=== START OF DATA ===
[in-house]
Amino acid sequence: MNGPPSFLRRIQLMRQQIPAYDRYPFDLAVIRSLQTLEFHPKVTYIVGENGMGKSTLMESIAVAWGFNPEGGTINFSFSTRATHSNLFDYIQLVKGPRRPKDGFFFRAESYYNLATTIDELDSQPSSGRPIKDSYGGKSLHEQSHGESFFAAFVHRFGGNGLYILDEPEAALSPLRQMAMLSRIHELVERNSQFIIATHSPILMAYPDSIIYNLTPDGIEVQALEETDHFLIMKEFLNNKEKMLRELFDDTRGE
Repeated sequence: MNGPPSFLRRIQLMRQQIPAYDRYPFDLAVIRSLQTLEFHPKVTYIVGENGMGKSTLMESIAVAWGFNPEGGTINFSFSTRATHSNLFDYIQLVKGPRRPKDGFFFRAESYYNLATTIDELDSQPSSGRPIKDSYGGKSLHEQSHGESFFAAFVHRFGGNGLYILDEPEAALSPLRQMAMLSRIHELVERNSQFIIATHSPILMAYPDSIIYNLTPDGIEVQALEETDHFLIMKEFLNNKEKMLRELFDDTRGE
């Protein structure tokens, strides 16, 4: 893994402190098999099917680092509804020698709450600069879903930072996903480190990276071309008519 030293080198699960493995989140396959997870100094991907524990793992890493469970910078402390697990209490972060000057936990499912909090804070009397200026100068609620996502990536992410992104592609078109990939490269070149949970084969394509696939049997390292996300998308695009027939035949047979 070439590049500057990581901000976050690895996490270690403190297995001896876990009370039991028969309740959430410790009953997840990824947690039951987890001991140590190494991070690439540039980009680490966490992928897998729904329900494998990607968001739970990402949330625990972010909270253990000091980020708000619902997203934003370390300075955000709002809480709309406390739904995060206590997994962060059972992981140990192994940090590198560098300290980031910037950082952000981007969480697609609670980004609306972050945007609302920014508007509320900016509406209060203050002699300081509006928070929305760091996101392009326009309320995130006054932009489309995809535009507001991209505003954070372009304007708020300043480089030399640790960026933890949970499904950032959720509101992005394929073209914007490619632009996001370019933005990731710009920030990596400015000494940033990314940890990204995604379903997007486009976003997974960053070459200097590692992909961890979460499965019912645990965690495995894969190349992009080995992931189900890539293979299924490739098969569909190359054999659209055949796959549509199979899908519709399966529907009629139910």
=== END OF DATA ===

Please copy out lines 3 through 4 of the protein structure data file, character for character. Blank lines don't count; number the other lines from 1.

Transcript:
Repeated sequence: MNGPPSFLRRIQLMRQQIPAYDRYPFDLAVIRSLQTLEFHPKVTYIVGENGMGKSTLMESIAVAWGFNPEGGTINFSFSTRATHSNLFDYIQLVKGPRRPKDGFFFRAESYYNLATTIDELDSQPSSGRPIKDSYGGKSLHEQSHGESFFAAFVHRFGGNGLYILDEPEAALSPLRQMAMLSRIHELVERNSQFIIATHSPILMAYPDSIIYNLTPDGIEVQALEETDHFLIMKEFLNNKEKMLRELFDDTRGE
């Protein structure tokens, strides 16, 4: 893994402190098999099917680092509804020698709450600069879903930072996903480190990276071309008519 030293080198699960493995989140396959997870100094991907524990793992890493469970910078402390697990209490972060000057936990499912909090804070009397200026100068609620996502990536992410992104592609078109990939490269070149949970084969394509696939049997390292996300998308695009027939035949047979 070439590049500057990581901000976050690895996490270690403190297995001896876990009370039991028969309740959430410790009953997840990824947690039951987890001991140590190494991070690439540039980009680490966490992928897998729904329900494998990607968001739970990402949330625990972010909270253990000091980020708000619902997203934003370390300075955000709002809480709309406390739904995060206590997994962060059972992981140990192994940090590198560098300290980031910037950082952000981007969480697609609670980004609306972050945007609302920014508007509320900016509406209060203050002699300081509006928070929305760091996101392009326009309320995130006054932009489309995809535009507001991209505003954070372009304007708020300043480089030399640790960026933890949970499904950032959720509101992005394929073209914007490619632009996001370019933005990731710009920030990596400015000494940033990314940890990204995604379903997007486009976003997974960053070459200097590692992909961890979460499965019912645990965690495995894969190349992009080995992931189900890539293979299924490739098969569909190359054999659209055949796959549509199979899908519709399966529907009629139910």